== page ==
Feeling Sound, Physically: ‘Touch the Sound’ Documents Deaf Percussionist

What is sound? What does it mean, and why does it matter? It’s never too fundamental, too basic a question to ask ourselves again when we make music. So, I’ll leave this trailer otherwise largely without comment, except to say, it’s well worth watching (or re-watching). Touch the Sound, produced by German director Thomas Riedelsheimer in 2004, focuses on the work and world of nearly-deaf percussionist Evelyn Glennie. See a trailer, below, and excerpt, above. Thanks to Morgan Hendry for the tip. IMDB link On this topic, and the inspiration for this link: For a Deaf Artist, The Process of …

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A New Documentary Examines the Electro Scene in the Age of the Internet

The Electro Wars Final Trailer from Stephen Alex Vasquez on Vimeo. The Electro Wars Final Trailer from Stephen Alex Vasquez on Vimeo. Can a documentary finally tell the story of the electronic music scene? Primus Luta has become a scholar of electronic sounds himself, and joins us in a guest post to examine a film that, like the music itself, is a work in progress. Electro Wars premieres in its current form in New York Friday, but you can get a first glimpse at the movie and the state of music in the Internet – whether wishful thinking might imagine …

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Gestural Music Sequencer: Video, Processing, and Ableton Live

Gestural Music Sequencer from Unearthed Music on Vimeo. Something as simple as remapping a single knob can give you new musical ideas. So expand that to entire gestures and live video input, and you can help push your performance in new directions and out of old habits. That’s why it’s always great to see projects like the Gestural Music Sequencer. Built entirely in free tools – tools fairly friendly even to non-coders – the GMS lets composer and musician John Keston explore new ideas through gestures captured in a video stream. It’s easier to see than to talk about, so …

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Reformat the Planet, 8-bit Music Documentary, Free for a Week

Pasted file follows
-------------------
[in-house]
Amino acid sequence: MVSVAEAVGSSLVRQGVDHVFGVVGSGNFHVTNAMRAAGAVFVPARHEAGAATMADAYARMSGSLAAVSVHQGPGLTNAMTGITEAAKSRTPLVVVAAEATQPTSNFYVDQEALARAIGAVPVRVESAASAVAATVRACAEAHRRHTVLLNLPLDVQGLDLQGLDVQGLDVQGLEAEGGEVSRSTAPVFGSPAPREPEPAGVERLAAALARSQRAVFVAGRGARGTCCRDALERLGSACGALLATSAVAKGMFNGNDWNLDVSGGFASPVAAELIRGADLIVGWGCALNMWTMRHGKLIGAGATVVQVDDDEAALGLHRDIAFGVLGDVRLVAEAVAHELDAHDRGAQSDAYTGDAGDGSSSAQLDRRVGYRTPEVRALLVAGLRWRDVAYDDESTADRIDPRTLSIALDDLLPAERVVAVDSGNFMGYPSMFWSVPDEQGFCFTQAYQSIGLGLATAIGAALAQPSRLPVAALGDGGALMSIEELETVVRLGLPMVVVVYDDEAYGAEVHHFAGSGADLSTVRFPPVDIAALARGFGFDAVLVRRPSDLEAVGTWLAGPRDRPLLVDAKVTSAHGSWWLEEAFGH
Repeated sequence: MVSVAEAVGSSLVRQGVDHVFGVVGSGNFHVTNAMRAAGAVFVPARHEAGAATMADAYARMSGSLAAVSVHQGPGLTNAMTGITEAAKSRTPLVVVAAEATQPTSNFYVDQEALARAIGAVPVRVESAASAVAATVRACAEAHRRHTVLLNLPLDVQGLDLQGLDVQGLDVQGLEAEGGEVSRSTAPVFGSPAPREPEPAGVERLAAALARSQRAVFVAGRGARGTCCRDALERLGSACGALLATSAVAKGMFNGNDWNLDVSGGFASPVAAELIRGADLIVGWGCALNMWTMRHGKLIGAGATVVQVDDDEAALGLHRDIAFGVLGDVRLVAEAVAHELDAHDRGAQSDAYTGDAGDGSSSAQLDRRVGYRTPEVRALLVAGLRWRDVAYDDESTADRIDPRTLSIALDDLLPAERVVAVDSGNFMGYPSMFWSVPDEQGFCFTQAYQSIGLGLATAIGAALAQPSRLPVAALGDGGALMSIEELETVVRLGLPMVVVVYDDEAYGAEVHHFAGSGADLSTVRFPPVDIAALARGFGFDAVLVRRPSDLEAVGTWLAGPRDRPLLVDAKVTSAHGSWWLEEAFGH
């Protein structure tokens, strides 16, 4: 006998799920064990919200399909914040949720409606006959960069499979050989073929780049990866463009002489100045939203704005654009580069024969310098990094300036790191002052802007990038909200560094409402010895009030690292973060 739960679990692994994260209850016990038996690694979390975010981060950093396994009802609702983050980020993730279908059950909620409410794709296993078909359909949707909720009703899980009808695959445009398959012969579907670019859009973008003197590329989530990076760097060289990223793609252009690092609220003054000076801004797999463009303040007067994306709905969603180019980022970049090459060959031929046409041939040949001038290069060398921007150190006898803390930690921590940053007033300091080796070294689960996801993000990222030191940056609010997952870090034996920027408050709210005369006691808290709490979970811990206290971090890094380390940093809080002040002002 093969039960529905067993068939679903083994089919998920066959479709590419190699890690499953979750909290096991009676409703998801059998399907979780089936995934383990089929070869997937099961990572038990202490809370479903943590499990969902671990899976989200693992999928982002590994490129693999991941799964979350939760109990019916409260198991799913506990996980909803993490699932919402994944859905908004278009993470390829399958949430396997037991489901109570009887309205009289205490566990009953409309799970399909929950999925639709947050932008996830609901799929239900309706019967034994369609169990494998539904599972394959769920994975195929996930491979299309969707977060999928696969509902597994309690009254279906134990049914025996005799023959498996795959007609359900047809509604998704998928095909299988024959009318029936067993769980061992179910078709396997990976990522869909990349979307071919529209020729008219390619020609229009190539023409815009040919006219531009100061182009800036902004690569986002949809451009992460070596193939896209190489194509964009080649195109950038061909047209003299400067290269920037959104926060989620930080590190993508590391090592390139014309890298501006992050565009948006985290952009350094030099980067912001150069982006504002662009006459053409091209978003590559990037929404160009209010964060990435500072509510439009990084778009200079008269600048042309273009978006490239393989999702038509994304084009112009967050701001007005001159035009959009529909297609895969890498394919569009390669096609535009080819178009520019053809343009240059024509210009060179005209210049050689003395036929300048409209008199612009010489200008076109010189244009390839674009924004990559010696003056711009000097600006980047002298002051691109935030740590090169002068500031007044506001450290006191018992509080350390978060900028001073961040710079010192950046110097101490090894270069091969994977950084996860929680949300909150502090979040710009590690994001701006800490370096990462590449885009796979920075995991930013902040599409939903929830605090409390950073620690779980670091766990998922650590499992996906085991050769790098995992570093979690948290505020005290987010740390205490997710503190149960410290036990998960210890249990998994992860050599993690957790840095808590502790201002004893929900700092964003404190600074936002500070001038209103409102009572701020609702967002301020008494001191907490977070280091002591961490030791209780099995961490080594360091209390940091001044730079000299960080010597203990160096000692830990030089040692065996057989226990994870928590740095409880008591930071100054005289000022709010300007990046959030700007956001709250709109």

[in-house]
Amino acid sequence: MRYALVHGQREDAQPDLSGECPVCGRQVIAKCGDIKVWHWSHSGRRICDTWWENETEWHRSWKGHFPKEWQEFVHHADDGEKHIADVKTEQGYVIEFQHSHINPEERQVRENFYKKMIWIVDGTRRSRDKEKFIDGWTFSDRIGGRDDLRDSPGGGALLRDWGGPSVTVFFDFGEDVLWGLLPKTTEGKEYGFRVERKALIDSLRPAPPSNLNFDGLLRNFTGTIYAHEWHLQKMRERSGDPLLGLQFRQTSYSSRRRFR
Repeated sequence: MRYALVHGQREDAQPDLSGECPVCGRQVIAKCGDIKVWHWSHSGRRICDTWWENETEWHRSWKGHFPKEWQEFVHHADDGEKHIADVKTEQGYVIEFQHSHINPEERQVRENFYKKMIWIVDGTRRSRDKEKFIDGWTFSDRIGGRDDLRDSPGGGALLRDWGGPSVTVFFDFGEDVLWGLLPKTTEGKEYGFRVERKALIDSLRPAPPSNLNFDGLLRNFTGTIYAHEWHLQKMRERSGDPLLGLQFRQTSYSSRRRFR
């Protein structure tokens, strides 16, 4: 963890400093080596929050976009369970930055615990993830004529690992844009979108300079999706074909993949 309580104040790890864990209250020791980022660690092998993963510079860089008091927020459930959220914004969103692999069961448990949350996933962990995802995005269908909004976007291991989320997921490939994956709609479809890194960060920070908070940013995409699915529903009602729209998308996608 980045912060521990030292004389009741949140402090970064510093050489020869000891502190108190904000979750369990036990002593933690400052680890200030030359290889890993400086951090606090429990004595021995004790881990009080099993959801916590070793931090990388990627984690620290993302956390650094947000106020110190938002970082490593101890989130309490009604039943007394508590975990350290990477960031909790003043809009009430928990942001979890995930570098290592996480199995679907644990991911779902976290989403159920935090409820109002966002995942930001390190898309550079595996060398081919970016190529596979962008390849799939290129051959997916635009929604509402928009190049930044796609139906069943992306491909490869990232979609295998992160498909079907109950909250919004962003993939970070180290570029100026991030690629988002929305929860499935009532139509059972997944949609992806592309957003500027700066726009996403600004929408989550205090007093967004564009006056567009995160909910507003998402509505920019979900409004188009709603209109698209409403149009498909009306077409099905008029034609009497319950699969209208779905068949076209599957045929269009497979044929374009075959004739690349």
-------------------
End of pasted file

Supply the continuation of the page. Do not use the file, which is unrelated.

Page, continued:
The appeal of newer music apps for phones, current-generation mobile game systems, and PDAs is portability first. But for the Game Boy music scene, it’s as much about a distinctive sound, and acquiring Game Boys as a kind of unique synthesizer. Our friend and mobile game musician Peter Swimm points us to the new documentary Reformat the Planet. It’s available for a week free on pitchfork.tv, with screenings to follow. It’s a pretty nice survey of the New York corner of the scene, at least. I’m personally getting increasingly interested in tools like PSPSEQ, which have a distinctive sound all …

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A Brief History of the MPC in Video, by Current TV

Sometimes in technology, the design of a product can have an impact beyond just the tool itself, and that’s easily the case with the Akai MPC. Even if you aren’t part of the device’s cult-like following, you’ve likely worked with software influenced by its approach to musical interaction. While we await the coming of creator Roger Linn’s new collaboration with Dave Smith, the LinnDrum II, it’s great to look back at the MPC itself, and the artists who stretched it to its musical limits, from hip-hop to classical. Current TV has a short documentary they’ve just sent us. Current’s Parisa …

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Music Tech History Day: “What The Future Sounded Like”, Tristram Cary, and a Forgotten Chapter of History

While Moog is a household name, the UK’s Electronic Music Studio is a kind of "forgotten chapter" of electronic music history, as the documentary above suggests. EMS is significant not just for technological innovation, but musical experimentation — not to mention their cheeky British sense of humor and topless nude women crawling toward synths in their ads. (That and the best synth slogan of all time, "Every Nun Needs a Synthi.") For whatever reason, there’s likewise very little online documentation regarding the late Tristram Cary — even though the likes of Pink Floyd, the Moody Blues, and King Crimson made …

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Radiohead’s Scotch Mist: An Hour of In Rainbows Goodness

Current TV has the full hour of Scotch Mist, an hour-long taping of Radiohead performing In Rainbows. I have to say, while I enjoyed the album, I think this top-to-bottom performance has even more soul in it; you really get a sense of the focus and craft of the songs as they’re played live. Oh, and you get some poetry and art, too — bonus. As this is not the Beatles, you don’t get to watch Thom and Jonny arguing about the arrangements. Sorry. This certainly gives more insight into the music. Sure, In Rainbows’ pay-what-you-will pricing may have overshadowed …

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Embracing Simplicity: Bjork Hangs with Legendary Minimalists, Timbaland

Every time Bjork drifts in a musical direction you don’t love, just wait. Her latest collaboration, Earth Intruders, with Timbaland producing, sounds utterly fantastic. Listen closely, and it’s also deeply disturbing, a bit like the violent lyrics of the early-century Italian Futurists (check them out if you don’t know them), but set in a terrifying, real now. Timbaland aside (and the crisp combinations of synths and drums might redeem him if you’re still mad about that chiptune thing), Bjork’s vocal performance is center-stage. All of this bodes well for the new album coming this summer. More press coverage and links …

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